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My haul of tomatoes

Saturday, I went to another canning workshop, this time on tomatoes. I've been both excited and scared about tomatoes -- they seem to be some of the most useful and versatile things to can, but also the most associated with the possibility of botulism. So, I've been reading and doing research (there's a super handy infographic here if anyone is interested), but I also wanted to go to an actual class so I could ask specific questions of a knowledgeable person.

The class was great for a couple of reasons. First, as expected, I got to ask specific questions and get some food safety reassurance. Second, I learned that canning tomatoes can actually be super easy! I was expecting to have to spend a lot of time pre-cooking or making sauce, but it turns out that, while you can do those things, you don't have to -- you can just pack whole tomatoes (peeled and cored and with added acid) and then turn them into whatever you need later. Both methods have upsides and downsides, of course. This way is quicker on the front end, and a little more versatile, but does require more work and thought on the back end. The trade off was worth it for me, though.





Coring and scoring!

So, on Sunday, I went to the farmer's market in search of tomatoes for canning and found a farmer who sold me 27 lbs of tomatoes for $15, which comes out to about 55 cents/lb! That was great, even though I had to lug it all home, uphill. :) I spent pretty much the rest of the day, on and off, working on the tomatoes. It was about 3 hours of hands-on work spread out over about 9 total hours. Lots of time, but I got 25 pints out of it! I just learned that I could've used the peels and cores to make a few pints of thick tomato sauce, but I didn't know that at the time. Ah, well, next year. I think it was worth it, despite all the effort.

I have some more observations about the whole canning thing. :) Some of these are from the tomato canning, some are from things I'm reading, and some are just thoughts from the past month.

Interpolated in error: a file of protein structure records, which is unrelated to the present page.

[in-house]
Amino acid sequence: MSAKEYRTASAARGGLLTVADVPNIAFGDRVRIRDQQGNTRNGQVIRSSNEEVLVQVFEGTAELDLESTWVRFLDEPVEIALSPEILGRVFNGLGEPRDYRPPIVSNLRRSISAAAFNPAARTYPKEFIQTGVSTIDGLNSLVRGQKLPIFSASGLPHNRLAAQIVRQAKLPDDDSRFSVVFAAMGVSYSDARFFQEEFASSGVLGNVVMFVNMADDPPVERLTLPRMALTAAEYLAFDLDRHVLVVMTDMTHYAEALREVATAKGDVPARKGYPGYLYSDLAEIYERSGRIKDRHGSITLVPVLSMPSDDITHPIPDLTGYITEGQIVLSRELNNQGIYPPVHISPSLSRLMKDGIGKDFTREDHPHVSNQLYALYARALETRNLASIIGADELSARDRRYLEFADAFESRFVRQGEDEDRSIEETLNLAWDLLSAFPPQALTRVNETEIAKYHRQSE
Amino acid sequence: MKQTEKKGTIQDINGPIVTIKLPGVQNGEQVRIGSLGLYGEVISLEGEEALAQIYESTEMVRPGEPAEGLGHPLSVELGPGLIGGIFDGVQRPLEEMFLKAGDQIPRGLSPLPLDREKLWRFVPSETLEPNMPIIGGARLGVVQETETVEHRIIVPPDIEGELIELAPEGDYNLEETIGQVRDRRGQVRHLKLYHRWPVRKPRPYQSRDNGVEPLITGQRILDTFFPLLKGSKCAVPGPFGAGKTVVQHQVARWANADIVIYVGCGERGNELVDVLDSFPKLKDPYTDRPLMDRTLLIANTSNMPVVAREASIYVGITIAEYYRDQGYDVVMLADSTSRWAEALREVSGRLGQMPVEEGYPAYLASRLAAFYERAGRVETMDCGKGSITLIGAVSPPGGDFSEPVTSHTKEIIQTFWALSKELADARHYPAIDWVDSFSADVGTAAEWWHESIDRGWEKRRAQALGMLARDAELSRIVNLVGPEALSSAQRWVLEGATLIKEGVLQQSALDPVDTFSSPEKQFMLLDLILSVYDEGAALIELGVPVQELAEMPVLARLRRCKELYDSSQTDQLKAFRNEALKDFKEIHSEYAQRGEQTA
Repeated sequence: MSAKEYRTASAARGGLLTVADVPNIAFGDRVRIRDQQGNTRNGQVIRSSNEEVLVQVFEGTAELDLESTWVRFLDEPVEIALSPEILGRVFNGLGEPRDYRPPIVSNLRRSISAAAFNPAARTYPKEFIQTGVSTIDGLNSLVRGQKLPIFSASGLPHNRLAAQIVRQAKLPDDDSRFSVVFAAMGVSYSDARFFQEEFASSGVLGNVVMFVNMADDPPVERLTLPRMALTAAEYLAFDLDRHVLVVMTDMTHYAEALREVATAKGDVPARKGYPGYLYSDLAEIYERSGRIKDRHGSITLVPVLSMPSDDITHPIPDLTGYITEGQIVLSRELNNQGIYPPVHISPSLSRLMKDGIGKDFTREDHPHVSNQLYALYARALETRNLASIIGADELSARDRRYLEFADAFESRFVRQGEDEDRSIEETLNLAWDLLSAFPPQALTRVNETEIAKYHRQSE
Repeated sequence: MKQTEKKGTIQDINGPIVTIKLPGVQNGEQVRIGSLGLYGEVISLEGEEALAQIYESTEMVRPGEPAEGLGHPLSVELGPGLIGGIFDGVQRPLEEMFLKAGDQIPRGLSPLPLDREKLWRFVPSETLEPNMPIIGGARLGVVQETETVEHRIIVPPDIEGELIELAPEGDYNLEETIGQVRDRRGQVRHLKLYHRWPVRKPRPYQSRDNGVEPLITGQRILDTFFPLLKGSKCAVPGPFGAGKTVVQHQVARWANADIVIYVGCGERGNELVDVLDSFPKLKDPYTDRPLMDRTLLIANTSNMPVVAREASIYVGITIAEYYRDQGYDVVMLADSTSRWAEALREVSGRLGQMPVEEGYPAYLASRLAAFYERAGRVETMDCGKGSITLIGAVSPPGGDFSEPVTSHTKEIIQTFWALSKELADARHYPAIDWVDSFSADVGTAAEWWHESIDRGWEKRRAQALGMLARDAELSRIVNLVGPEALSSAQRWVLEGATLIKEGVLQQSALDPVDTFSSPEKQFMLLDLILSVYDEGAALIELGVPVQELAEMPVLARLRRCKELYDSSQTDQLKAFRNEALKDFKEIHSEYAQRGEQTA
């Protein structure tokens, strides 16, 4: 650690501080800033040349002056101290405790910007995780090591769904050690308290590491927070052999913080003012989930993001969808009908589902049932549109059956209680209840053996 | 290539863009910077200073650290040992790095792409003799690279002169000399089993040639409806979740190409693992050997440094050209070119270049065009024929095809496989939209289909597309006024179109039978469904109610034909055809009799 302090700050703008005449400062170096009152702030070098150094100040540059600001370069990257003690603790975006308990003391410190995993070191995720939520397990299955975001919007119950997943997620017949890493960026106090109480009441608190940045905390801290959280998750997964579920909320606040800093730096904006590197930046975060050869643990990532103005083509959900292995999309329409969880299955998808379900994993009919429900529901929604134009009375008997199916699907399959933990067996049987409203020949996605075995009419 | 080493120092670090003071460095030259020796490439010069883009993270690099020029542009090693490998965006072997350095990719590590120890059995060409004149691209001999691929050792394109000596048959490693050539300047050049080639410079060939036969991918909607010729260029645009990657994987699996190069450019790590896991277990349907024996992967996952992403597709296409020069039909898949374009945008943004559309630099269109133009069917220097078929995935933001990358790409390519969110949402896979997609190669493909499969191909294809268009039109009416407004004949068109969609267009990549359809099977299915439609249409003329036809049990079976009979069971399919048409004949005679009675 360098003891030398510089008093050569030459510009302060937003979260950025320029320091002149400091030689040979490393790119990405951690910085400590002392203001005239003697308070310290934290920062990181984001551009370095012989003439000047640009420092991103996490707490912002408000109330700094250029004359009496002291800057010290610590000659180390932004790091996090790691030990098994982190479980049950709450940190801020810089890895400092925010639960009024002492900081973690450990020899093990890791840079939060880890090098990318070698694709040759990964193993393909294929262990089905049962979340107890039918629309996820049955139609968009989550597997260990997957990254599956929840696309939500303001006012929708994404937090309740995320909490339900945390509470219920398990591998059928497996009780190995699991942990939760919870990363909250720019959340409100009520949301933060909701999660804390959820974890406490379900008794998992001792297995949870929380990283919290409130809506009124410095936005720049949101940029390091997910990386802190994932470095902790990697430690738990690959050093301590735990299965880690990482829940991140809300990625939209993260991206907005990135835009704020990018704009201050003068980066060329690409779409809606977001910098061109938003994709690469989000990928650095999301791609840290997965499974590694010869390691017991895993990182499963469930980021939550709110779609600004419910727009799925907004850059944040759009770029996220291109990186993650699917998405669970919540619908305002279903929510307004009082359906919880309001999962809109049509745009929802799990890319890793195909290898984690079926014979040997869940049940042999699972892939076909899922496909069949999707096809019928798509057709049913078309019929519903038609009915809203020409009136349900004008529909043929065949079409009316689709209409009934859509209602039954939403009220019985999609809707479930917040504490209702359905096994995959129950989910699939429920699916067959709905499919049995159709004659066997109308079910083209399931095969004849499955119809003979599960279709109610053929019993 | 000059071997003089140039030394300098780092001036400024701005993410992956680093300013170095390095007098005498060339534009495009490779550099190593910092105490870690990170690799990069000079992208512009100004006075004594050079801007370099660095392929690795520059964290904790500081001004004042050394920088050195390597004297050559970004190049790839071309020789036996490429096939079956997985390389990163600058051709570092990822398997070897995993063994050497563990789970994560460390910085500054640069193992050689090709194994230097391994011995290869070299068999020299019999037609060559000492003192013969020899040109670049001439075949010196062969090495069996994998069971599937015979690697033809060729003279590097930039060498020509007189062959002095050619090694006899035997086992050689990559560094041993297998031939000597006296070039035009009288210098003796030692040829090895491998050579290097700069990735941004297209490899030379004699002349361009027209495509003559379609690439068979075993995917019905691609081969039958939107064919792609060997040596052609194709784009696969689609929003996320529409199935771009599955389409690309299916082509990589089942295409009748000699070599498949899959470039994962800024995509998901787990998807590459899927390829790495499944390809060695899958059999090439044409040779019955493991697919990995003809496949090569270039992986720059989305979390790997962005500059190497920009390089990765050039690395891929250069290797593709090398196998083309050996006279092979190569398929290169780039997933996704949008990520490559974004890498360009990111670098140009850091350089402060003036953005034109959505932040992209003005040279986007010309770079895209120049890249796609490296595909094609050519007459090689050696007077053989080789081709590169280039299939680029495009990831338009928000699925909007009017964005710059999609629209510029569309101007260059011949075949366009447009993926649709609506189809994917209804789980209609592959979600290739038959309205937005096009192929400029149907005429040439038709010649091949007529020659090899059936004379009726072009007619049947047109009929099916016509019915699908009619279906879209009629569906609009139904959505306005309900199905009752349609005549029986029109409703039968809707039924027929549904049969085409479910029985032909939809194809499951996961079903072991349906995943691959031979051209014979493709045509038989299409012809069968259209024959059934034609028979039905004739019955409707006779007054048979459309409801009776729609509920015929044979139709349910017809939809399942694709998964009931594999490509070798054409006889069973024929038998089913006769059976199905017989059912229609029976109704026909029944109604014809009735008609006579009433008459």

Mountain of peels and cores, and some peeled tomatoes waiting to be packed



Tomatoes are a lot less scary than they seem. From the reading I've done (and the info from class), it looks like there are 2 main things to worry about -- botulism due to acidity levels not being high enough and general spoilage from not having a good seal. The seal bit isn't actually that worrying -- mold and other nasty things of that nature are easy to notice, so if your seal is bad, the outcome is annoying but easy to see. Your food will have issues you can see or smell, so you can avoid eating it. The botulism risk is scarier since it can be invisible, but it's actually pretty easy to solve -- make sure your tomatoes are sufficiently acidic! The official USDA recommendation is to add either citric acid (which I didn't have) or bottled lemon juice to make sure it's a standard acidity. I went for the latter, but I really don't like the taste of the stuff. In the future, I think I'll get litmus paper so I can use fresh lemons and just make sure the juice is acidic enough. The other strategy is to use a pressure canner, but they're expensive and take up space, so I'm unlikely to get one any time soon.
There's a lot of conflicting information out there! One reason I'm not putting any recipes here is that I'm by no means an expert, and I don't want to add to the amount of random-seeming stuff that exists when one searches for canning (or tomato canning specifically). My take away has been to use recipes developed and tested after the mid-80s because that's when the USDA issues its home canning guidelines. The USDA itself has good resources, as does the National Center for Home Food Preservation. I think canning is a lot like baking -- you have to be relatively precise, but once you know what you're doing (and really understand the process on a deeper level), you can do some improvisation.
Tomatoes take a long time to process. In the class, we did raw whole tomatoes packed in water, and those needed to be processed at a boil for 45 minutes (that doesn't include the time spent in the water as it gets up to a boil). At home, I did raw whole tomatoes packed in their own liquid, which means they were more densely packed and had to be processed for 85 minutes! It wasn't too bad, since I had other things to work on while the tomatoes processed, but it's certainly not a quick activity.
I don't know about tomatoes, but jam makes for great host gifts! Mu and I have stayed at several people's places and brought them jam, and everyone seems happy about it (though I suppose they could be faking, heh). I suspect it may also make good holiday gifts. ;)
Wide mouth jars are more convenient for whole tomatoes than regular jars. The class used the former, and it was messier and more difficult to pack the tomatoes in, especially without squishing them. I had the latter at home, by accident, and I intend to keep using them in the future. The only downside is that the half-pint jars I've been using are regular mouth, so I can't use the same lids for both sets.




Final outsome: 25 pints!

I'm done with tomatoes for the season -- while I could probably use more (I use a lot of canned tomatoes when I cook), I simply don't have time to do more canning before they're gone. Next up is a workshop on apples!

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